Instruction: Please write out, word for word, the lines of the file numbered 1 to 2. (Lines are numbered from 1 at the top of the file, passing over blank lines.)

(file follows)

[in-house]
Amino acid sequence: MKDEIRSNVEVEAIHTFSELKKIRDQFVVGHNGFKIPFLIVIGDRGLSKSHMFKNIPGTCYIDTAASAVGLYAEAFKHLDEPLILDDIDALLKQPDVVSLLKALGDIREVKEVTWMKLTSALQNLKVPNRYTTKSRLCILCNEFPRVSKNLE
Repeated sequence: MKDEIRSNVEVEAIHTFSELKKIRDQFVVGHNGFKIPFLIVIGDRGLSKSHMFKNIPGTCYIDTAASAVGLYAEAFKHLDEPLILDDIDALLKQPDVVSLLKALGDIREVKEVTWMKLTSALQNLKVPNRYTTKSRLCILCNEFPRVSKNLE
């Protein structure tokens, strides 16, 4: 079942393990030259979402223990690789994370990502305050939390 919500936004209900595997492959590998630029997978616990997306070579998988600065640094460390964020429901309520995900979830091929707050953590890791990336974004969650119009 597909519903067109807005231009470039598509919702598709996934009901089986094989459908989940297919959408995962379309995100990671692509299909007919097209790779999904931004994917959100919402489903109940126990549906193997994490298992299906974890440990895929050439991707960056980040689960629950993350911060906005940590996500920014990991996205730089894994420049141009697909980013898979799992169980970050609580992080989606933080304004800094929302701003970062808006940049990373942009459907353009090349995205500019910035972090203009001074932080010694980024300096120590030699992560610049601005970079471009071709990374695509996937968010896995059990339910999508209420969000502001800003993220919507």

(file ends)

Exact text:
[in-house]
Amino acid sequence: MKDEIRSNVEVEAIHTFSELKKIRDQFVVGHNGFKIPFLIVIGDRGLSKSHMFKNIPGTCYIDTAASAVGLYAEAFKHLDEPLILDDIDALLKQPDVVSLLKALGDIREVKEVTWMKLTSALQNLKVPNRYTTKSRLCILCNEFPRVSKNLE